The strength of our study is that the BMI levels across quartiles of fibre intake were quite homogeneous among the relatively leaner participants in this prospective cohort study in Singapore. Hence, expectantly, the associations between total fibre or food intake and risk of TKR were essentially unchanged in the models with and without BMI adjustment, thus indicating that any mediation or confounding effect from BMI was minimal. Another strength of our study is its prospective population-based cohort design with a large sample size over a long follow-up time. TKR cases were identified via linkage with a comprehensive nationwide database that had essentially captured a high number of incident TKR cases for severe KOA in this cohort.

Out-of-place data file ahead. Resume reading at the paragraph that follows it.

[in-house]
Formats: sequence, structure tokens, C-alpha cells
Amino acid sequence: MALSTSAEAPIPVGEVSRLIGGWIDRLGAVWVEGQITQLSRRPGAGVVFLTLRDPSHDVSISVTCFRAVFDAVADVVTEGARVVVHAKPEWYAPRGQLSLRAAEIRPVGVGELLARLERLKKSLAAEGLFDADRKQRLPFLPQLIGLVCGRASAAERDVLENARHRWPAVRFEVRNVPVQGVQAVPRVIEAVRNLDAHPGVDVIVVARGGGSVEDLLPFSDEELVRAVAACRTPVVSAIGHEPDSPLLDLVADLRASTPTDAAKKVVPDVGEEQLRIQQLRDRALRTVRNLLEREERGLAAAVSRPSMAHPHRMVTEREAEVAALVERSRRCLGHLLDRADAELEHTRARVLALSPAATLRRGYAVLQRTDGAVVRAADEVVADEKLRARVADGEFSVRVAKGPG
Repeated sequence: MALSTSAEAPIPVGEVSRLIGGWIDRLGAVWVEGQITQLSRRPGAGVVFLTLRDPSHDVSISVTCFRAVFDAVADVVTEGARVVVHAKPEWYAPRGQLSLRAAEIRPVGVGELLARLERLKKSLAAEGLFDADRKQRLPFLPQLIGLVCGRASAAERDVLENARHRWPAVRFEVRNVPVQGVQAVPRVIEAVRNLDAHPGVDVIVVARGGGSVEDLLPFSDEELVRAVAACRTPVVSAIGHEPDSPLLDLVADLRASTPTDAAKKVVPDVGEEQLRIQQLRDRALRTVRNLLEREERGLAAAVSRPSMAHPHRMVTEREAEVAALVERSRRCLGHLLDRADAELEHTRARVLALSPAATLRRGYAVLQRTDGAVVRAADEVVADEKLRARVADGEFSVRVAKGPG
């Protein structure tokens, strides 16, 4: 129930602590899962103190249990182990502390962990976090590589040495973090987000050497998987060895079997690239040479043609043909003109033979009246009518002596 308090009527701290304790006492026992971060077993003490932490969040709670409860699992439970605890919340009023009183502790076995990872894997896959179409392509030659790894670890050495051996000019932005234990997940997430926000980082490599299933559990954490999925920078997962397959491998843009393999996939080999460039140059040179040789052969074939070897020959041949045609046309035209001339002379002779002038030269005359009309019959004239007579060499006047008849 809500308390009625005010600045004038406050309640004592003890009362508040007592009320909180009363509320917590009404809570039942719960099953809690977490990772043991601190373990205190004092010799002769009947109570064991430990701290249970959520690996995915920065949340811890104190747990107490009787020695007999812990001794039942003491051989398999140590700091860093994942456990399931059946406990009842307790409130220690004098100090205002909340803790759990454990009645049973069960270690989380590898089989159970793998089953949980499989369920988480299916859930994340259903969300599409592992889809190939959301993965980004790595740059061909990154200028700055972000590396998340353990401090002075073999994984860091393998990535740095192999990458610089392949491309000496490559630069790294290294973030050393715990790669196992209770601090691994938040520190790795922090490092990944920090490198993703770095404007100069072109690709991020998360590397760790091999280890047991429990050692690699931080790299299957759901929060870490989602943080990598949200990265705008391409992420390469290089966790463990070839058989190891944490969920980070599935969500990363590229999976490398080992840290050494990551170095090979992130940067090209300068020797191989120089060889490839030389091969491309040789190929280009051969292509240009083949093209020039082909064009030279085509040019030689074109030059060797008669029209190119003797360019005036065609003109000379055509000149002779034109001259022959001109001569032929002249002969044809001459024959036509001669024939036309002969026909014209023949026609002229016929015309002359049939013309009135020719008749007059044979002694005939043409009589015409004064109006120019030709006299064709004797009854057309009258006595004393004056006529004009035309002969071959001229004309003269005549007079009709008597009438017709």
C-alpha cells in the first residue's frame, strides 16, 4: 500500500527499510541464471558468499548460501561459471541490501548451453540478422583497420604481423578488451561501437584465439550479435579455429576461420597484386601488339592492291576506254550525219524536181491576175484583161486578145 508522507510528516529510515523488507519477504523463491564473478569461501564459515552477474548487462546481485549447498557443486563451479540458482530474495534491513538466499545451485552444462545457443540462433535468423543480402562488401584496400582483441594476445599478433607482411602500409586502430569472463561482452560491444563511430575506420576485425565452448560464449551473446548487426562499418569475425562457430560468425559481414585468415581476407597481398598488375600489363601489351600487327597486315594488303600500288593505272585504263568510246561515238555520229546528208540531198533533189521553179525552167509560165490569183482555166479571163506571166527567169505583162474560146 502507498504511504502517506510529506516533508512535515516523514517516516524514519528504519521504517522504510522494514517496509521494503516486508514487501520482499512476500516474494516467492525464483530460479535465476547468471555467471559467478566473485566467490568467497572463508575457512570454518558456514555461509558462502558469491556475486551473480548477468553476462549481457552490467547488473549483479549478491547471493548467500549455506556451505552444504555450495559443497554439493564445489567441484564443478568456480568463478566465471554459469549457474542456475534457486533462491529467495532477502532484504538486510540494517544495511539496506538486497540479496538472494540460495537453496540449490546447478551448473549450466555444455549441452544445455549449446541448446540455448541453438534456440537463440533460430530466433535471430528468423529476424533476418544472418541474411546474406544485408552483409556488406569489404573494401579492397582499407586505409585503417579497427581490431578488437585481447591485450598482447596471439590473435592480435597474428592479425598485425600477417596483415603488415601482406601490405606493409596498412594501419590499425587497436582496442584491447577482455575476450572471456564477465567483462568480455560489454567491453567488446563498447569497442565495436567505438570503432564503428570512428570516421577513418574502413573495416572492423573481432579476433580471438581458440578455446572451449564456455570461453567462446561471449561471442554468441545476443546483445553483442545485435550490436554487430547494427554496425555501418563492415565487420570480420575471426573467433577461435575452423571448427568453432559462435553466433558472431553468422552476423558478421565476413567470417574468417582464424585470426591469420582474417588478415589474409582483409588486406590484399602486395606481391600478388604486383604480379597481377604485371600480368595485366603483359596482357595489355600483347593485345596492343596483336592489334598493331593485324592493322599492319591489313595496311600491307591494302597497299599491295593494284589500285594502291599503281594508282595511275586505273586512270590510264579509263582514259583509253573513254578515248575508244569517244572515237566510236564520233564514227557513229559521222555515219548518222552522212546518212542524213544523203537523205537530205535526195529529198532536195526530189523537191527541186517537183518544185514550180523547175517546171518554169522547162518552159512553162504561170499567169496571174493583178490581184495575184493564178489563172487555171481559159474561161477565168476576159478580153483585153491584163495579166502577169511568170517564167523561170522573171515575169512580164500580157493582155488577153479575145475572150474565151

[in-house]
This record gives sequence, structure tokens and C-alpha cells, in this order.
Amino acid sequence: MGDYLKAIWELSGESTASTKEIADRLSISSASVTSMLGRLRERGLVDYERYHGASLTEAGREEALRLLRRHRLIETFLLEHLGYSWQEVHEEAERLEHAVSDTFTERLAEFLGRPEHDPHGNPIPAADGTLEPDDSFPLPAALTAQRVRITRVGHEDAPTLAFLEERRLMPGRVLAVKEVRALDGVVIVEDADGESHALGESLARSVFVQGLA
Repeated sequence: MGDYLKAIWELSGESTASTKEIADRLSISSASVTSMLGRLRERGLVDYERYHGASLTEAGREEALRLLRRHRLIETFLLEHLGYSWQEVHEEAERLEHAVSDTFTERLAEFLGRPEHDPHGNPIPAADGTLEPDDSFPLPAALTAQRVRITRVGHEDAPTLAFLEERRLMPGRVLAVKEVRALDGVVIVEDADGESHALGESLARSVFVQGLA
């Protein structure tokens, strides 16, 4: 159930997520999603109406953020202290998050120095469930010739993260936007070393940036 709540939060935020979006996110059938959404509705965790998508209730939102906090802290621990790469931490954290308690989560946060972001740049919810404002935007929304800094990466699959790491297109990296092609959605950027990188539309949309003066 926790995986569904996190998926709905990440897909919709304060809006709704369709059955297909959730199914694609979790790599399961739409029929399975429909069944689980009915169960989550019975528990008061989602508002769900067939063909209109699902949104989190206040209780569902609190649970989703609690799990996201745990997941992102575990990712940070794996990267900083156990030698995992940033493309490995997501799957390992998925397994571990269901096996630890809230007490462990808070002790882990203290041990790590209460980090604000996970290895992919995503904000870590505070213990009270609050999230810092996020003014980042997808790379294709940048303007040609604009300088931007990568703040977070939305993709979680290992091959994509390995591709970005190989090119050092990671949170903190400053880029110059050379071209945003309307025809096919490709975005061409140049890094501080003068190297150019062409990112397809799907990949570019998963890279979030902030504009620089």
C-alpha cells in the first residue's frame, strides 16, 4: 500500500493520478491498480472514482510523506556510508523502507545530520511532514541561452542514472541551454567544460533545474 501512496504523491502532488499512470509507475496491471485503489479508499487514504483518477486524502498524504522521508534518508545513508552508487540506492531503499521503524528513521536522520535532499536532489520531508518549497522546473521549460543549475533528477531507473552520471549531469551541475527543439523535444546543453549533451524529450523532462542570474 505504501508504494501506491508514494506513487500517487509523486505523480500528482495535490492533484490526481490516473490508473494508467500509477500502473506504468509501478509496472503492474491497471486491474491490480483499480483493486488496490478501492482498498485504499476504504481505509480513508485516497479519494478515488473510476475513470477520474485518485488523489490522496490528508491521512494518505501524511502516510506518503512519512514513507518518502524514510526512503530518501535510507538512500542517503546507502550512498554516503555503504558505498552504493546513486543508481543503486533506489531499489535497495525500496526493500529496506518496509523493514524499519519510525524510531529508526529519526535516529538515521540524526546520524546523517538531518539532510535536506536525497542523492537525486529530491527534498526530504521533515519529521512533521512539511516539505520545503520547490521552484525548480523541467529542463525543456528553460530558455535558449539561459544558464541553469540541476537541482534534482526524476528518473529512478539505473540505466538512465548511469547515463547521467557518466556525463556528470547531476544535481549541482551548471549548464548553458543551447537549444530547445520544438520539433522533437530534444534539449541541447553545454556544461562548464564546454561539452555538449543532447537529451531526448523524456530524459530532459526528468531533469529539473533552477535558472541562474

To our best knowledge, this is the first study to specifically report an inverse relationship between legume intake and risk of TKR due to severe KOA. The association remained the same after adjusting for BMI and other food sources of fibre. Although Dai et al also reported a dose-dependent inverse association between nut and legumes and incident symptomatic and incident radiographic KOA from the Framingham Offspring cohort,14 nuts and legumes were studied as a single item. In this study, we studied nuts and legumes as separate food items, and although we observed an inverse association of nuts and seeds with the risk of TKR in the preliminary multivariable model, this association was not statistically significant in the fully adjusted model. On the contrary, the inverse association between legumes and the risk of TKR was robust and remained statistically significant in the fully adjusted model.